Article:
Taking one for the team

One hopes, anyhow. Since everyone, including me, has been utterly lame about writing book reviews for posting here – I posted some guidelines on what I was looking for about six months ago – Big Chilly has decided to step up to the plate after reading the back of that Kearney SF Romance novel. (Rofants? Science Fuction? Just what shall we call this subgenre?)

Anyhow, he couldn’t resist after reading the back cover text… which is honestly no worse from the text sample he read aloud to me, and he insisted on doing a review in order to prevent anyone else from having to read the atrocity. But who wouldn’t enjoy this:

A hunk named Kahn, who told Secret Service agent Tessa Camen an outlandish story about traveling through time, saving the world, and a Challenge only she can accept. Kahn offers her proof she can’t refute: Tessa has been brought forward through time to save Earth by winning an intergalactic challenge.

Kahn only has a few weeks to train Tessa to use the psi-abilities he insists she has. He is confident in the success of a time-honored method that uses sexual frustration to bring out her powers, but Tessa is dubious. She’s a martial arts expert and can fight her way through anything, but she’s never had much luck with emotions.

Luckily for Earth, Kahn can be very convincing…

The right to kill

I hope you will forgive me if I don’t bother trying to fake any sense of outrage over the Schiavo affair. Although there are those who will attempt to deny the “slippery slope” argument, it is easily demonstrable in both historical and current terms, which is why I have long expected this. The process of legitimizing murder by defining humanity in such a way to exclude the unborn, the disabled, the sick, the elderly and the undesired is a well-known one and since parts of Europe – Holland, particularly – have already moved well along this process, it is no surprise to see the usual suspects following suit in America.

But conservatives bear their own share of blame in this. They can rationalize their support for the death penalty in a wide variety of ways, but the fact remains that a government which possesses the power to kill its citizens has only to redefine its target list in order to provide legal cover for state-sanctioned murder. A state that has the power to kill a criminal necessarily holds the power to kill a non-criminal.

This is why libertarian philosophy is essential for a society dedicated to human freedom in the long run. (And no, I have no plans to respond to that silly query about past libertarian societies; considering that the philosophy dates back to around 1927, one would hardly expect to find one in the 1700s.) Libertarianism seeks to hamstring the government, simply because it is human nature to seek to use government power to further personal, political and ideological goals. Conservatives want the government to be able to kill criminals, liberals want the government to be able to kill the weak and undesired. A government that can do one necessarily has the power to do the other, only by removing that power is it possible to prevent either.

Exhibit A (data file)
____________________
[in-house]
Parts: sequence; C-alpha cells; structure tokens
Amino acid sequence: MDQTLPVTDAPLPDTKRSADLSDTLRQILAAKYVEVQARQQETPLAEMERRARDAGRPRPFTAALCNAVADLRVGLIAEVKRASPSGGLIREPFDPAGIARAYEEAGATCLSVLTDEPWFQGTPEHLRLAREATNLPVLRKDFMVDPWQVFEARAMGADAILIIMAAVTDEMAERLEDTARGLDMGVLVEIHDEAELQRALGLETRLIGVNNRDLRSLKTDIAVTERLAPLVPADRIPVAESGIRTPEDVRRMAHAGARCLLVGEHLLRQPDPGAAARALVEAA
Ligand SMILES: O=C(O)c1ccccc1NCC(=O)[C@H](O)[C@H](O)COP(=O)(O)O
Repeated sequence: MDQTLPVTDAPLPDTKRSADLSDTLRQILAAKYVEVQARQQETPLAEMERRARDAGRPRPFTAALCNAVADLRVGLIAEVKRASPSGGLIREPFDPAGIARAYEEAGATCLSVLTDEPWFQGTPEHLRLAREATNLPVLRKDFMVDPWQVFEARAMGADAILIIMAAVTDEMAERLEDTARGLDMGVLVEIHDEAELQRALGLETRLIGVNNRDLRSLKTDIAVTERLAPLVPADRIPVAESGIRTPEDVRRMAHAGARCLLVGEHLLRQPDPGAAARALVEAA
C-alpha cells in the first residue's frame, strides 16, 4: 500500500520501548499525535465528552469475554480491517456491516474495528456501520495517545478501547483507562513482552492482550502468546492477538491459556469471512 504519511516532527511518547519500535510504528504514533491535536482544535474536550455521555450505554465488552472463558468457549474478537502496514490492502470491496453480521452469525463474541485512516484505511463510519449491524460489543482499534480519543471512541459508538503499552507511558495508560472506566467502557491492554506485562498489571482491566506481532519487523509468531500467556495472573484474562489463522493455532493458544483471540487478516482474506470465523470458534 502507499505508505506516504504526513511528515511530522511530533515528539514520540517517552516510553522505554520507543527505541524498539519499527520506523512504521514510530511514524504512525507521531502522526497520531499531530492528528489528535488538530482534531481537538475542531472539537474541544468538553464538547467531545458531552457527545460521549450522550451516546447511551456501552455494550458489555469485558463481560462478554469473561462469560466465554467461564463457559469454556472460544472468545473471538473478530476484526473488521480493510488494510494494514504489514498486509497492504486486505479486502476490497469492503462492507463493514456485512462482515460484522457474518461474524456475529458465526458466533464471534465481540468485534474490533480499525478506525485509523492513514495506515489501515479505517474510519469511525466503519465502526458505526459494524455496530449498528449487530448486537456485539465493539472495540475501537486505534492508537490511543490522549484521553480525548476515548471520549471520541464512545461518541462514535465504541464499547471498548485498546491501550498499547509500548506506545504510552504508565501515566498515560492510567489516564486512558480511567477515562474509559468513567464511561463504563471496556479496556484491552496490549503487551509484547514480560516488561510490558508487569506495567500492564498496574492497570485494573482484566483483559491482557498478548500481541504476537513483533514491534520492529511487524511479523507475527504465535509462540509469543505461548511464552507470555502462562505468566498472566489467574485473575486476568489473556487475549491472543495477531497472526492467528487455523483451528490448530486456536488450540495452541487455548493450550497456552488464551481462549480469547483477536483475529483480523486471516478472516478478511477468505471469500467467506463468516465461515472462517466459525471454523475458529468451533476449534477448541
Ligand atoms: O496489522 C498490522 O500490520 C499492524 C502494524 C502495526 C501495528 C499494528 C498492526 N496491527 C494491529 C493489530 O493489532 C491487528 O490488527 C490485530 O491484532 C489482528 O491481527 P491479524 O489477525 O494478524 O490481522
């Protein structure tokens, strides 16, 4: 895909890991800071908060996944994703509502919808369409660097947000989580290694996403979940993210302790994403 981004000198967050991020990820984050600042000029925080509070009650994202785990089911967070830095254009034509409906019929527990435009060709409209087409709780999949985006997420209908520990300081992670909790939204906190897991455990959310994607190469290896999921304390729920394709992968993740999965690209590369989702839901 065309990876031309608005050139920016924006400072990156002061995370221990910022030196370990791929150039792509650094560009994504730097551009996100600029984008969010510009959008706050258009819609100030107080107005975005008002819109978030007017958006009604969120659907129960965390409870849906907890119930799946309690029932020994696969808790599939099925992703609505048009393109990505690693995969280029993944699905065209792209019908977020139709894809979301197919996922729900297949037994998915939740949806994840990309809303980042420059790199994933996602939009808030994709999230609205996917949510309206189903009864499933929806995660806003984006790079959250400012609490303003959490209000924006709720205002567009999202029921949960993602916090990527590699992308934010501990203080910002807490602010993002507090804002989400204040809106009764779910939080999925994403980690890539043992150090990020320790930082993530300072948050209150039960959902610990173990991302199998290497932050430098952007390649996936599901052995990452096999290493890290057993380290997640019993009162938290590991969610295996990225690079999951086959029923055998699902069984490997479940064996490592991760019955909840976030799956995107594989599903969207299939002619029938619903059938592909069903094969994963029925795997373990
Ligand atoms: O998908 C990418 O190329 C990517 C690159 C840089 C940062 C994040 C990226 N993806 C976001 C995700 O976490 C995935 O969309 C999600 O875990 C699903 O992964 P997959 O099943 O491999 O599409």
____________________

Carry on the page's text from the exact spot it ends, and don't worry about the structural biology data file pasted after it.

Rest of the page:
As laudable is their motivation, it is a terrible mistake for conservatives to seek to use the power of the federal government in what is likely to be a futile attempt to stop the state-sanctioned starvation of Mrs. Schiavo. They would do far better to use civil disobedience, as that is less likely to come back to haunt them in the future. But that would require personal sacrifice, instead of the much easier sacrifice of principle, to which, unfortunately, conservatives have become all too accustomed in their enthusiastic embrace of the decidedly anti-conservative Bush administration.

That liberal spirit shines through

Peter King writes in Monday Morning Quarterback:

There was one thing I’d wanted to ask Dungy since the 20-3 divisional playoff loss at Foxboro in January: How did he feel about the Patriots choosing not to cover the Gillette Stadium turf during a sleety, rainy week leading up to the game? Was that, in his mind, home-field-advantage gone mad? The Patriots are more comfortable with a slow, plodding game. The Colts like the game on the carpet or on a fast surface. By not covering the field during the week and ensuring the game would be played in a bog, New England’s power running game and its suspect secondary would both have an edge over the Colts. And should the league take over field management during playoff weeks to ensure a quality pitch for both teams?

“No, I don’t see anything wrong with what they did,” he said. “To me, that’s what home-field advantage is all about. There aren’t any rules on the books about field management before a playoff game, so that’s part of the mystique of winning home-field in the playoffs. We’re not going to sit here and make excuses about the condition of the field.”

Noble. But if I were the Colts, I’d be putting forth a bylaw this week asking for the league to oversee field preparation for all playoff games.

Come on, Peter! I’m with Dungy on this one. Home field advantage is supposed to mean something, after all, and if the Patriots feel it’s in their interest to play in a swamp, then that’s their right. Unless the field is actually rendered unplayable, the league should leave well enough alone.

If you want to make sure that the field is to your liking, then maybe you should work to win home field advantage.

Based on his reasoning here, any guess as to which faction of the bicephalous ruling party Mr. King supports?